The initial development of ICWA came from a request in 1968 for assistance from members of the Devil’s Lake Sioux Tribe of North Dakota to the Association on American Indian Affairs (AAIA) regarding the state’s relentless abduction of their children. The AAIA quickly discovered that similarly dire circumstances were occurring in most states with large Indian populations, and the organization fought for over a decade to pass ICWA into federal law in 1978 (Mannes).
The Indian Child Welfare Act requires all states to prioritize placement of Indian children with relatives, tribal members, or other Native Americans (in that order), and to provide preventative services to avoid breaking up Indian families in the first place. The law also requires that states make active efforts to reunite children with their families once they have been taken. The passing of the law itself was a major victory for Native American families but financial incentives, state government corruption, and lack of oversight has made the ICWA difficult to enforce, and as a result 32 states are failing to abide by it. Despite the ICWA ruling, Native kids in the United States are nearly twice as likely to be placed in foster care as children of any other race (Sullivan & Walters, 10/25).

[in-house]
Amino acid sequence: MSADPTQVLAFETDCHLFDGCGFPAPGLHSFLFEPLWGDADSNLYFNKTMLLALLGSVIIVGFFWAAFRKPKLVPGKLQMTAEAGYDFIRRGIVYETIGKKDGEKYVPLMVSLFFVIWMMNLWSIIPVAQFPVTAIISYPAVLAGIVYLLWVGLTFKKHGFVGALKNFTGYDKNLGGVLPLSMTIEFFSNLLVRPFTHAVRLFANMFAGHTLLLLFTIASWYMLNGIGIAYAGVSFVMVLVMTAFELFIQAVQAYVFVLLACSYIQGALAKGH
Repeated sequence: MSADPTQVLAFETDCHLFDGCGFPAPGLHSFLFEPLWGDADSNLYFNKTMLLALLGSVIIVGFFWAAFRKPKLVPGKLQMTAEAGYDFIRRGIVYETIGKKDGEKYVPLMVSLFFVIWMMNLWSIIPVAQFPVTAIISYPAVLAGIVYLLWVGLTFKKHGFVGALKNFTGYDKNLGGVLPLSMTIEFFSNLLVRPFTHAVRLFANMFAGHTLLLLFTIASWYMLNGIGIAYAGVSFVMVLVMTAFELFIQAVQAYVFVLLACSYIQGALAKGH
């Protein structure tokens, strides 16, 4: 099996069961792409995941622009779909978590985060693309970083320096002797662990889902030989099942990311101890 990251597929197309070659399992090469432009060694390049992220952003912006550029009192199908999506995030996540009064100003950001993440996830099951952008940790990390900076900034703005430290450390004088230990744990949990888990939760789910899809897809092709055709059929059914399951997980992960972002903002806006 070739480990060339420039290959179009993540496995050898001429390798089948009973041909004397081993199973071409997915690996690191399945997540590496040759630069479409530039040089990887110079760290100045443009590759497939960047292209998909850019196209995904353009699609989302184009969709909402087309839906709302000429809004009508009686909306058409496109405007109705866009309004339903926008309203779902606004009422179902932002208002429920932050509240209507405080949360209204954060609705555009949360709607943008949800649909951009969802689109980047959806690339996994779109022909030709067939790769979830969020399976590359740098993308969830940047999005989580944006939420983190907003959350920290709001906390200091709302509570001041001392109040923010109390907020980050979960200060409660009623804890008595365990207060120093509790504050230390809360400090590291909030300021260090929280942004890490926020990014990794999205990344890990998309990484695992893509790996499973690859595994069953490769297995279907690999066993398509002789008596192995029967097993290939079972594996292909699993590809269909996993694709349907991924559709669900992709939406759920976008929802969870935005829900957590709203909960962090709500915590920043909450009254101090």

South Dakota Foster Care
In 2011, National Public Radio released a report exposing some disturbing facts about the state foster care program in South Dakota. The article disclosed that although the state’s child population is made up of only 15% Indigenous children, Native kids make up more than 50% of the children in foster care (Sullivan & Walters, 10/25). As of 2011, South Dakota was removing more than 700 Native children from their families every year under allegations of “neglect” and placing more than 90% with non-Native foster families or in private, non-Native institutions (Sullivan & Walters, 10/25). A 2015 Lakota People’s Law Project report revealed that the state is intentionally denying custody to family or tribal members, and failing to reunite children with their families, while actively advocating to keep them in the foster care system or place them with non-Native, mostly white adoptive families (LPLP).